It did make for a bit of a post-race talking point - unfortunately overshadowing the talk about the race in general, the course, the fact that the women managed to catch the junior men who'd set off a minute ahead of us, and the overall magnitude of the occasion.

Shortly after the crash I was dropped for good (as were one or two others) and I continued round the course as fast as I could while riding through the pain. There were still sizeable crowds spectating at this early stage in the day, and their cheers really gave me a boost to continue.
Stanley was also offering to buy me lunch, as an incentive to finish the race. After 8 laps the race was over, with Janet Birkmyre (Planet X) again having won from a small group of contenders. I finished a lap down on her.

Racing lesson of the day : For a sweeter race at Palace I need to cause myself more pain in my training sessions, and be near the front when going up tight hills !

After my race, I felt a lot more relaxed and enjoyed catching up with loads of cycling folks I hadn't seen all year, plus others that I normally only ever see in bike kit. It's always nice to discover how nice someone's hair looks - or doesn't look, as the case may be !

It was funny watching team cars struggling around the course to keep up with the international professionals during the prologue, as they whizzed around the chicanes and sped up the hills. (Actually, a few of the pros struggled up THAT hill.)
The sun shone, conditions were warm, there was a real festival atmosphere, and Mark Cavendish (T-Mobile) won the Prologue, to everyone's delight.

The Tour of Britain will continue it's way up North, eventually finishing in Glasgow next Saturday. Good Luck to the riders !

photos by : John Mullineaux, Belinda Sinclair and Stan

Monday 3 September 2007

Summer seems so long ago !

This time yesterday Stanley and myself were enjoying tapas on a cafe terrace near the Picasso museum in Barcelona. The sun was hot and we'd been trying to find somewhere shady to sit. Even I found myself burning at one point !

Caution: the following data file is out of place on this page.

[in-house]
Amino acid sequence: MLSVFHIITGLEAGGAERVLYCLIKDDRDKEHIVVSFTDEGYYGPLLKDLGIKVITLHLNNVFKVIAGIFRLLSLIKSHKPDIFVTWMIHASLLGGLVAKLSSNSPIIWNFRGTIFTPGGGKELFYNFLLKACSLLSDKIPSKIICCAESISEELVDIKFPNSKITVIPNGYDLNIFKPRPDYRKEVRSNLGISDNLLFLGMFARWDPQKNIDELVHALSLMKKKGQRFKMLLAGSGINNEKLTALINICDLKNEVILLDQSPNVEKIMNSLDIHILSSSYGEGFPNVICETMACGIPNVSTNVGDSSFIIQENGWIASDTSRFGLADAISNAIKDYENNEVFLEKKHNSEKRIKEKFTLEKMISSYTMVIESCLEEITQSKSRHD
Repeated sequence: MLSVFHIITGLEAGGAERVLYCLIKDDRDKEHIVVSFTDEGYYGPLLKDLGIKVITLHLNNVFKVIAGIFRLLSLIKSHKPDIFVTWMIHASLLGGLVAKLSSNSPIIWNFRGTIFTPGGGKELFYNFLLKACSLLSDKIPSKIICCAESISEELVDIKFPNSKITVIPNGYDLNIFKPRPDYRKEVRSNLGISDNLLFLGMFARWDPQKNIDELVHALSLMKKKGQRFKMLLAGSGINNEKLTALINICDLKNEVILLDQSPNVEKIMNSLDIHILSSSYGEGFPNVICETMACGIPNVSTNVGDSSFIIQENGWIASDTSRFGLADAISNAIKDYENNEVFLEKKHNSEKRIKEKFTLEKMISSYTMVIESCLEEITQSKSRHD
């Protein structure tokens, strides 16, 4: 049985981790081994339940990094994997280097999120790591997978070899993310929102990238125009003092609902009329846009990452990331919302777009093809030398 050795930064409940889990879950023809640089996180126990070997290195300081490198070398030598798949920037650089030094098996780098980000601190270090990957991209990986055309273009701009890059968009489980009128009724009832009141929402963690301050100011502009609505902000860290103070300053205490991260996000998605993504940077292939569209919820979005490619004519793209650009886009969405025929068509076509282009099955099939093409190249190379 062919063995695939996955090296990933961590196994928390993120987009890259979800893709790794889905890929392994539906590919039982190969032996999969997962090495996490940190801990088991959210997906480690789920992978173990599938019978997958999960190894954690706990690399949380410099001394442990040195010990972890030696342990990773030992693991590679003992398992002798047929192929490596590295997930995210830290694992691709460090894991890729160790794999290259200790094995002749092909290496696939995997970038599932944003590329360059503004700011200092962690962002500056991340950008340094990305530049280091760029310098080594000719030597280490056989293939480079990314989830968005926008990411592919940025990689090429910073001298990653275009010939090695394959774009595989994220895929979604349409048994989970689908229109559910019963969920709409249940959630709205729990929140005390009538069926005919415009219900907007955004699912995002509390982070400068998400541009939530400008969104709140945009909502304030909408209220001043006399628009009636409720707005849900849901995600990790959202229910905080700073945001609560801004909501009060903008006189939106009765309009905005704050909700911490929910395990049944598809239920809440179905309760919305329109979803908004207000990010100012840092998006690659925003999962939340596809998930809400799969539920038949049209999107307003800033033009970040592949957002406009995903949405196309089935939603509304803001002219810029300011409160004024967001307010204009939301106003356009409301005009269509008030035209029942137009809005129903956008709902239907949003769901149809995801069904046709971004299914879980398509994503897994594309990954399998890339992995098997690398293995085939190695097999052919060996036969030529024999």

The previous day was spent lounging on the beach at Sitges in 30 + degree heat. I kept burning my feet when getting up to walk barefoot through the sand.

Today, given that we only arrived back in London in the early hours of the morning I was in a rush to get ready and out for work. Putting on the only clean blouse and cardigan I could find with my trousers seemed enough clothing to wear in this morning's sunshine. But it wasn't. The northerly wind definitely had a cooling effect. 16 degrees celsius was a bit of a shock to the system after our adventures in southern France and Spain.

So here I am sat at my desk (during lunch hour) getting back into the swing of work and the drudgery of London life ! The holiday had to end some time I suppose !

Anyway, before I forget, a brief run-down of where we went for our Trans-Pyrenean adventure :

Day 1 :
Pau to Laruns (via Oloron Ste Marie, Col de Marie-Blanque)

Day 2 :
Laruns to Luz St Sauveur (via col d'Aubisque, col du Soulour, Argeles Gazost)

Day 3 :
Luz St Sauveur to St Beat (via col du Tourmalet, col d'Aspin, Arreau, col du Peyresourde, Bagneres de Luchon)

Day 4 :
St Beat to Massat (via col de Mente, col du Portet d'Aspet, St Girons)

Day 5 :
Massat to Querigut (via col de Porte, Tarascon sur Ariege, Ax les Thermes, col de Pailheres)

Day 6 :
Querigut to St Cyprien (via col de Garavel, col de Jau, col de Ternere)

Day 7 :
St Cyprien Plage to Portbou (Spain) (via Coulliore, Port Vendres, Cerbere)
then train to Barcelona

650km cycling through the pyrenees, climbing lots of cols, while carrying 10kg of panniers on a slightly overgeared bike. I am glad I stuck with the challenge and hopefully am abit stronger for it, albeit with a slightly sore bum !

Day 8 : Sunbathing in Sitges
Day 9 : Basking in Barcelona

A great fun-packed holiday. More details and photos to follow (I promise).

Saturday 1 September 2007


Finally arrived somewhere that I can get on-line. We are in sunny Barcelona having a well deserved break after crossing the Pyrenees - countless cols and equally countless kilometres done. Forget Tourmalet and Marie-Blanque - the hardest part was negotiating an incredibly windy coast road from St Cyprien to Portbou - the Tramontane works in scary ways !!

We´ve had a great time, and are really pleased with our little adventure. (More about that + photos later.)

Anyway, off to do more lounging and sunbathing with Stan. We may even go to Sitges for the day (without our bikes). Mind you, there´s the slight snag of getting hold of our bike bags that we sent on to here when we arrived in Pau 8 days ago. The man at the pòst office says they are sitting in an office in Madrid right now. Hopefully it´ll be all right on the flight !